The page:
A Montreal Gazette article
about toxins in food by Joe Schwarcz, McGill 's Director of the Office for Science and Society, reminds me of a line in the movie Hitch
Since today is a celebration of St. Patrick, the religious figure who 'drove the snakes out of Ireland' (meaning Paganism), a whole lot of people got drunk last night.
Yeah, Protestants getting drunk the night before before a Catholic religious festival makes as much sense as anything else about St. Patrick's Day. In addition, kids in California get something magical in their shoes, which puzzles me too. I never heard of that when I was a kid but the rural area I grew up in was a delightful mix of people descended from residents of Scotland and Eastern Europe so there weren't a lot of magical pots of gold lying around - if an Irishman came along asking about our shoes the reply was going to be sent at muzzle velocity.
Fluoride is good but too much of anything can be bad. However, a filter system developed in India using a medicinal herb is very, very good.
The technology uses parts of the plant Tridax procumbens as a biocarbon filter for the ion.
Researchers analyzed strains of mold fermented in sourdough bread and were able to isolate natural compounds that can help keep bread fresh without changing its flavor, resulting in a tastier loaf.
Michael Ganzle, professor and Canada Research Chair in the University of Alberta Department of Agricultural, Food and Nutritional Science and fellow researchers say the natural compounds can replace preservatives added to store-bought bread which are safe to eat and extend shelf life, but alter the taste.
If I was an ultraviolet absorption researcher at the University of Virginia, I could be the proud author of the title, "UVA on UVA at UVA." For more of vanity's sake,---I hope not---I assembled a list of my articles a few weeks ago when I thought the well was running dry. Then suddenly I got a few more fun ideas. For writers out there who may be experiencing similar blogger's block, and who have not already organized their output, give it a try to see if a similar coincidence unfolds for you.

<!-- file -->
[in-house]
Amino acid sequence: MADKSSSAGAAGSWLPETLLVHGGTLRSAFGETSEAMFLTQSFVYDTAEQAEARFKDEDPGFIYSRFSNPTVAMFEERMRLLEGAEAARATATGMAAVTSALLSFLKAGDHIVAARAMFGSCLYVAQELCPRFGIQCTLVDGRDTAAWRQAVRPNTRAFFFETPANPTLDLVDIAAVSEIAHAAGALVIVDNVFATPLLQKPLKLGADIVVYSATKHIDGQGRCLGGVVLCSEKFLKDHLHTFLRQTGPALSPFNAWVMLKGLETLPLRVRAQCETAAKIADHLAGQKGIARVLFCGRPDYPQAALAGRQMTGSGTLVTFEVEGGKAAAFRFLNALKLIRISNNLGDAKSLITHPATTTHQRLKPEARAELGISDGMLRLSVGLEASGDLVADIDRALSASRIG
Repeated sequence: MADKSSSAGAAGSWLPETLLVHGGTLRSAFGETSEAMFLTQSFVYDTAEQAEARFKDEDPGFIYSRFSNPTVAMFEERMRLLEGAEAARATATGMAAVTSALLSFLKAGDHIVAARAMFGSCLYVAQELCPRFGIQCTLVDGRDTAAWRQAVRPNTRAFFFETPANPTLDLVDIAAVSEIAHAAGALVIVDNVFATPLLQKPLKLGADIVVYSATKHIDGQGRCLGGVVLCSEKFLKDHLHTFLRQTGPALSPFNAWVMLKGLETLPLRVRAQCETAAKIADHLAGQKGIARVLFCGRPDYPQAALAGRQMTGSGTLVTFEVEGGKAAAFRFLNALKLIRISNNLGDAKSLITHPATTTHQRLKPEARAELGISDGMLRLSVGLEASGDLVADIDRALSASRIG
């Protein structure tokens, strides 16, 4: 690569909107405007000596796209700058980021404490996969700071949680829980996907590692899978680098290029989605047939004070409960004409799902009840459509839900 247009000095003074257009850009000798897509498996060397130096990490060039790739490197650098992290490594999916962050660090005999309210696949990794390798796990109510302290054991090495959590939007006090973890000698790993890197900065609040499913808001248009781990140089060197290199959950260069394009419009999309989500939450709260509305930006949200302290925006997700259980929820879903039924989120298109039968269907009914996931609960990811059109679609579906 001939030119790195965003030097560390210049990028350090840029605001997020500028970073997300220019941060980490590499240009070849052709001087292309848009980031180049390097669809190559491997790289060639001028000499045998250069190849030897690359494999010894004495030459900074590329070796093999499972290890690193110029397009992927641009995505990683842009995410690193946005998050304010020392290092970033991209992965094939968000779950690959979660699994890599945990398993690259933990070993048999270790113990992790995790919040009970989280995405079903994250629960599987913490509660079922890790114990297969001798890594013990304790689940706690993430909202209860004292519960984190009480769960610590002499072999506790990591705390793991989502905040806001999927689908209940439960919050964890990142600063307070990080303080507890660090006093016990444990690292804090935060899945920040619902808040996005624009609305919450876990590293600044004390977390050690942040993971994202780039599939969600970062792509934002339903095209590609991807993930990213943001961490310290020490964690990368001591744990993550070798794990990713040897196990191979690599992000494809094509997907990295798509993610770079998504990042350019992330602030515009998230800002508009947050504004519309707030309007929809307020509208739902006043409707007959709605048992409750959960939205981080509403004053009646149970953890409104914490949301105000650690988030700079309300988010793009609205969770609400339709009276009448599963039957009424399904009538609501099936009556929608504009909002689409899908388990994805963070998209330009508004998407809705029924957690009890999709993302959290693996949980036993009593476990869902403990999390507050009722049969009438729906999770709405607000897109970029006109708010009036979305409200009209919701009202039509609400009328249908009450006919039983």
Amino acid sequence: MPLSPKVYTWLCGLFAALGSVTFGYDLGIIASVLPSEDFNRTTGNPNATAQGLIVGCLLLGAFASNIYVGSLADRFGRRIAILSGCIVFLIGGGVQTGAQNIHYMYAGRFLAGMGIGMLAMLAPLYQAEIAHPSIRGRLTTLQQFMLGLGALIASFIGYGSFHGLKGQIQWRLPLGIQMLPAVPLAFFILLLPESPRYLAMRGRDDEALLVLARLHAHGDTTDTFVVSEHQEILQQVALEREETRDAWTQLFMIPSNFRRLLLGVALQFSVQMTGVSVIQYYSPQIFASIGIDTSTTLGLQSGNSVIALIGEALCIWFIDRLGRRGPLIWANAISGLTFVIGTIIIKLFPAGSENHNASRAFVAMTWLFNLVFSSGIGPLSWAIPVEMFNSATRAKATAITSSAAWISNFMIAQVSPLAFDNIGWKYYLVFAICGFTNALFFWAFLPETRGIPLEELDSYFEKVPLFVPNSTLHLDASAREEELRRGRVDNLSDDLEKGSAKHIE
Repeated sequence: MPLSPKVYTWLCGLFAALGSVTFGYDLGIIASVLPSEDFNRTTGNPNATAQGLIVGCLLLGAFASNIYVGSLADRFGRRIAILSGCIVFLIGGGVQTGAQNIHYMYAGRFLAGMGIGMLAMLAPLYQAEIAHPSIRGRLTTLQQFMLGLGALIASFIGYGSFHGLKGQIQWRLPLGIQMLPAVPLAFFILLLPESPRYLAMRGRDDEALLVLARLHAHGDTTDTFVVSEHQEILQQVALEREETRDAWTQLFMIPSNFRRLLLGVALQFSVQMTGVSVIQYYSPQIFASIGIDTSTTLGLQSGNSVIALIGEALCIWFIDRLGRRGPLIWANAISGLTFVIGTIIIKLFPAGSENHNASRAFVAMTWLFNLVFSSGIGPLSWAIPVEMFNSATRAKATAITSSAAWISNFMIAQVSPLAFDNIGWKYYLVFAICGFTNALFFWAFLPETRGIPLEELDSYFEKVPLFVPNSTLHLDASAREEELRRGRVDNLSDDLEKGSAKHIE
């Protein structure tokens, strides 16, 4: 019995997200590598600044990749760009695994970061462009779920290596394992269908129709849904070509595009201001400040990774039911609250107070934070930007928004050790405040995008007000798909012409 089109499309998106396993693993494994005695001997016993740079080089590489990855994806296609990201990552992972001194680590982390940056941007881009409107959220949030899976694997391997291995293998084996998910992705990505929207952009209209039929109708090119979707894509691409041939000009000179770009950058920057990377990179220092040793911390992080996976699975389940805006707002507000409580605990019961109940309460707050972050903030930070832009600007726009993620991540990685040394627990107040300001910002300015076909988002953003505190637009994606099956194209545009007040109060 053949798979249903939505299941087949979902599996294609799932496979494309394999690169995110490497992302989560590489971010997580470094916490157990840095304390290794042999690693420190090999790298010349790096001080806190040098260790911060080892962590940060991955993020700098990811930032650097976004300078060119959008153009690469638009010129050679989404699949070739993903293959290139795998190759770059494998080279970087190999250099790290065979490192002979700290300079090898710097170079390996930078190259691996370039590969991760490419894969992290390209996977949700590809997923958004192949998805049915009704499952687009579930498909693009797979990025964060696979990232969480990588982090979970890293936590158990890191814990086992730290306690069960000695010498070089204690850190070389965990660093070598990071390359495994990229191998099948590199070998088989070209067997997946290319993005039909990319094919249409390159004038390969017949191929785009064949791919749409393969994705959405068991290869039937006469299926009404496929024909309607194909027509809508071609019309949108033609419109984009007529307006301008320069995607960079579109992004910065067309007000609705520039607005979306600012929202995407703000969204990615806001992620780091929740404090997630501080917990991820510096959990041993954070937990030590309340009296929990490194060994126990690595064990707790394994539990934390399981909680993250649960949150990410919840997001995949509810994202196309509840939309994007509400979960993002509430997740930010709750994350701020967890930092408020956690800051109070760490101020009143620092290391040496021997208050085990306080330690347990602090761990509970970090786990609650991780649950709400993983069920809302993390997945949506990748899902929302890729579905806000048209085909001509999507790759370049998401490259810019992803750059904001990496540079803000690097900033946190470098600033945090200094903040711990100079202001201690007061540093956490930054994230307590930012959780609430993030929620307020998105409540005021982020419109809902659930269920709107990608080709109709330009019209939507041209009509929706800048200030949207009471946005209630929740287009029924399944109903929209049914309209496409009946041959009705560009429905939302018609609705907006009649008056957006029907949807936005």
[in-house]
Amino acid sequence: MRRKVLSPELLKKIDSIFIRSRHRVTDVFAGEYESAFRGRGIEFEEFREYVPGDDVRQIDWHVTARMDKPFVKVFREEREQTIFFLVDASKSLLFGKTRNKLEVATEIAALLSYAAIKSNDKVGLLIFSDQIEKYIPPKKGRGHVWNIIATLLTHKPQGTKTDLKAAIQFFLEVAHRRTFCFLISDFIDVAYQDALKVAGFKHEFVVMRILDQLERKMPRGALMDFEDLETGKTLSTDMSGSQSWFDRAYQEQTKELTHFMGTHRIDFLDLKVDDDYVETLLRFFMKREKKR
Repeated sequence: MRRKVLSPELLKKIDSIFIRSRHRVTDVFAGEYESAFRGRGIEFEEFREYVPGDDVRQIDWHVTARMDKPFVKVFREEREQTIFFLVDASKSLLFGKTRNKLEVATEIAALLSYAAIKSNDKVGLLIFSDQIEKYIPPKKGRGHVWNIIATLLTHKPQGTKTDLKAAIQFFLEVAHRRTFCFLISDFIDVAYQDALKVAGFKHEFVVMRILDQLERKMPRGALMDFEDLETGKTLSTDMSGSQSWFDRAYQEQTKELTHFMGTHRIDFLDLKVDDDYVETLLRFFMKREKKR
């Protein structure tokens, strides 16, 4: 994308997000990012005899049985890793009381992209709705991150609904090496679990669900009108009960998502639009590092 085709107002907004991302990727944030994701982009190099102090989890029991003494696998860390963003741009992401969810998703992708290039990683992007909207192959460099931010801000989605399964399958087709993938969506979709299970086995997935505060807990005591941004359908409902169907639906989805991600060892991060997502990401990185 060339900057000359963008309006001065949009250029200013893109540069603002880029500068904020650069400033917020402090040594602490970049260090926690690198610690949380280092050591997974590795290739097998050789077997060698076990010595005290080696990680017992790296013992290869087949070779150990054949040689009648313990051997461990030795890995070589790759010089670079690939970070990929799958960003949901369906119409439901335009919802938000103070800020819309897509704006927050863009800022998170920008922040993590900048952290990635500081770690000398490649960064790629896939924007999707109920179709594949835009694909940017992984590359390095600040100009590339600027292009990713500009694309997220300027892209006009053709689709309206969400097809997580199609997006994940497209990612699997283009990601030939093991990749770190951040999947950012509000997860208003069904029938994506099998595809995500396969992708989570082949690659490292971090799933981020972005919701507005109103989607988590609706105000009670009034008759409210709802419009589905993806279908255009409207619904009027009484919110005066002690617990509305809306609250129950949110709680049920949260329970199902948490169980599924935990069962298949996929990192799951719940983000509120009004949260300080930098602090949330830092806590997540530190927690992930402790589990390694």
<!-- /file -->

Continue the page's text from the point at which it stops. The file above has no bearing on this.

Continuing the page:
When I'm in the kitchen, it's hard to keep my mind off pure substances, even if I'm just getting items from the pantry. I picked up some MAGIC baking powder, looked at the label and wondered why sodium bicarbonate(baking soda) is the last ingredient, meaning there's less of it than anything else in the container. The pantry door once again became like the wardrobe in C.S. Lewis' novel, but instead of carrying me into a fantasy world of lions and witches, it brought me into the more interesting realm of chemistry.
Researchers employing a century-old observational technique have determined the precise configuration of humulones, substances derived from hops that give beer its distinctive flavor.
That might not sound like a big deal but the findings overturn results reported in scientific literature for the last 40 years and could lead to new pharmaceuticals to treat diabetes, some types of cancer and other maladies.
"Now that we have the right results, what happens to the bitter hops in the beer-brewing process makes a lot more sense," said Werner Kaminsky, a University of Washington research associate professor of chemistry.
Since all matter including people consist of elements, it's nice to see proper names entirely composed of elemental symbols, like
, or if you recall the actress who played the part of a sultry James Bond villain,
, or if we stick to chemistry
. In the English language alone, there are also thousands of improper nouns with such properties (27192, to be exact), and of course someone wrote a program to generate an exhaustive list
Northwestern University graduate student Jonathan Barnes and colleagues are the first to permanently interlock two identical tetracationic rings that normally are repelled by each other.
Some experts had said it couldn't be done.
On the surface, the rings hate each other because each carries four positive charges (making them tetracationic). But they discovered that by introducing radicals (unpaired electrons) onto the scene, the researchers could create a love-hate relationship in which love triumphs.
Unpaired electrons want to pair up and be stable, and it turns out the attraction of one ring's single electrons to the other ring's single electrons is stronger than the repelling forces.
He stood by the door of a subway car, looking from side to side to see if anyone was looking. Maybe my clothing camouflaged me against the background of my seat. More likely, I did not pose a threat, and certainly he didn't realize I was a teacher at his school. He opened his long coat, and for a moment I thought he was going to flash the ghosts of the subway tunnels when suddenly he pulled out a marker from his inner pocket and tagged an advertisement on the wall.